'from' in the PaySwarm JSON-LD context. That would allow the developer
to use whatever they wanted to use... but then, it would be a failure to
standardize on something. :P

-- manu

--
Manu Sporny (skype: msporny, twitter: manusporny)
President/CEO - Digital Bazaar, Inc.
blog: HTML5 and RDFa 1.1
http://manu.sporny.org/2012/html5-and-rdfa/

David Nicol

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Nov 29, 2012, 10:33:18 PM11/29/12
to nat...@webr3.org, Pelle Braendgaard, Andrew Miller, opentr...@googlegroups.com, Web Payments

http://en.wikipedia.org/wiki/Substitute_check uses "payor" and "payee" the first time the concepts appear


the 1996 tipjar.com give form use(d) "from" and "recipient"

--
One day, Mrs. Taylor told me that she used to have another kid, but that he had apparently fallen down one of the holes. Her description was very abstract. She said: “Well one day I saw him out there and I was watching and then I didn’t see him out there no more.”

Melvin Carvalho

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Nov 30, 2012, 5:20:43 AM11/30/12
to Manu Sporny, opentr...@googlegroups.com, Web Payments

Thanks Manu, yes there is the a lot of flexibility when you use @context.

Using the 'to' and 'from' would be to make things more intuitive in the examples.  For example

- naming fields in JSON
- naming fields in an HTML form
- naming fields in an API (e.g. like OpenTransact)
- naming fields in a relational database

I also like the email analogy.  Ie I can send you an email, and 'attach' a payment and also I could use exactly the same system to send a web style email.  As you say there's the risk of collision too ... so tricky
 

Melvin Carvalho

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Nov 30, 2012, 5:28:09 AM11/30/12
to Pelle Braendgaard, Andrew Miller, opentr...@googlegroups.com, Web Payments
On 29 November 2012 18:46, Pelle Braendgaard <pe...@stakeventures.com> wrote:
via would be the one to use if it's necessary. 

I personally can't see the need for it though in a TCP/IP world where everything is in theory directly connected. 

That said I don't understand all the web credits use cases.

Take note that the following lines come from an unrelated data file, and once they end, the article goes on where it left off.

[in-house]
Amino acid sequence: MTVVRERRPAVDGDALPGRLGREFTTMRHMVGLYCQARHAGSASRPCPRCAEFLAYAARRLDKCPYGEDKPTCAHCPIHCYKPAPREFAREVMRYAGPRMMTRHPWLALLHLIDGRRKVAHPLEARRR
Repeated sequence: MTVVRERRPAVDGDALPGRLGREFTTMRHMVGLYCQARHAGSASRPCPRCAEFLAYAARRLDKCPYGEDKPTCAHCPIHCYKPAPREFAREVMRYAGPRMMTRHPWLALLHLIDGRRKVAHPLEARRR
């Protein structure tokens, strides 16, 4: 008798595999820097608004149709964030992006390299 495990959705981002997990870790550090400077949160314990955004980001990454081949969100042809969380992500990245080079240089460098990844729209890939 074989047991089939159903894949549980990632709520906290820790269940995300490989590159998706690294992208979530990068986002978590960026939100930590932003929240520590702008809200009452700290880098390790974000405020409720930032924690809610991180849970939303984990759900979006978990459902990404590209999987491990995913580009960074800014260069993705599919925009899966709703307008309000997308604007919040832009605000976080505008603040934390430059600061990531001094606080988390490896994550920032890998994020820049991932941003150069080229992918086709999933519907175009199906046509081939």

Hi Pelle.  Yes, I've had a bit of feedback along these lines.  What I am going to do is write up some user stories.

The main idea of webcredits is a clean modular separation of concerns.  You might think of a full payment system to be like a car, whereas webcredits is the engine.  However there are circumstances where webcredits can be used as standalone, for example, if you are dealing with trusted parties. 

One thing we've learnt working with identity over the years, is that a clean separation of components can fit together to make a system.  So for example authentication can be handled in a number of ways and a good standardization should allow you to swap in and swap out the ones you need.  So in the case of OpenTransact it could be OAuth for authentication and the OpenTransact for the API.  

IMHO, part of standardization should try and achieve a few high level functional engineering goals ... e.g. loose coupling, non collision of APIs, clean modular design.  In this way we can take different parts that people work on and reuse them in particular use cases and workflows.

Does that make a bit more sense?
 

Melvin Carvalho

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Nov 30, 2012, 5:09:59 AM11/30/12
to opentr...@googlegroups.com, nat...@webr3.org, Pelle Braendgaard, Andrew Miller, Web Payments
On 30 November 2012 04:33, David Nicol <david...@gmail.com> wrote:

http://en.wikipedia.org/wiki/Substitute_check uses "payor" and "payee" the first time the concepts appear


the 1996 tipjar.com give form use(d) "from" and "recipient"

Matt Slater uses payer and payee in his Drupal table.  I thought about this, then decided to align with payswarm since the documentation was already written.